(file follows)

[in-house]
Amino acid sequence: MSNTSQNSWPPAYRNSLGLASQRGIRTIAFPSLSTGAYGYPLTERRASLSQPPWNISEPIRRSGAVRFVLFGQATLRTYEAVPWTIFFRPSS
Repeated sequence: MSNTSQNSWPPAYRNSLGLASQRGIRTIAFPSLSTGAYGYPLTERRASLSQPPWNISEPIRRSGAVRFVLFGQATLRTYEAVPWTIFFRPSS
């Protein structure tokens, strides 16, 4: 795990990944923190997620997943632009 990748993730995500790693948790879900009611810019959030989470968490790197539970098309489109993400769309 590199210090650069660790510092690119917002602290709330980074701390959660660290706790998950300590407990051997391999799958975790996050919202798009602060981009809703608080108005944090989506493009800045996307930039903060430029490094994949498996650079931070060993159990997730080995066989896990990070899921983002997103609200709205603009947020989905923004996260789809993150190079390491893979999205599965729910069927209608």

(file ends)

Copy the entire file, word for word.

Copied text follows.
[in-house]
Amino acid sequence: MSNTSQNSWPPAYRNSLGLASQRGIRTIAFPSLSTGAYGYPLTERRASLSQPPWNISEPIRRSGAVRFVLFGQATLRTYEAVPWTIFFRPSS
Repeated sequence: MSNTSQNSWPPAYRNSLGLASQRGIRTIAFPSLSTGAYGYPLTERRASLSQPPWNISEPIRRSGAVRFVLFGQATLRTYEAVPWTIFFRPSS
């Protein structure tokens, strides 16, 4: 795990990944923190997620997943632009 990748993730995500790693948790879900009611810019959030989470968490790197539970098309489109993400769309 590199210090650069660790510092690119917002602290709330980074701390959660660290706790998950300590407990051997391999799958975790996050919202798009602060981009809703608080108005944090989506493009800045996307930039903060430029490094994949498996650079931070060993159990997730080995066989896990990070899921983002997103609200709205603009947020989905923004996260789809993150190079390491893979999205599965729910069927209608």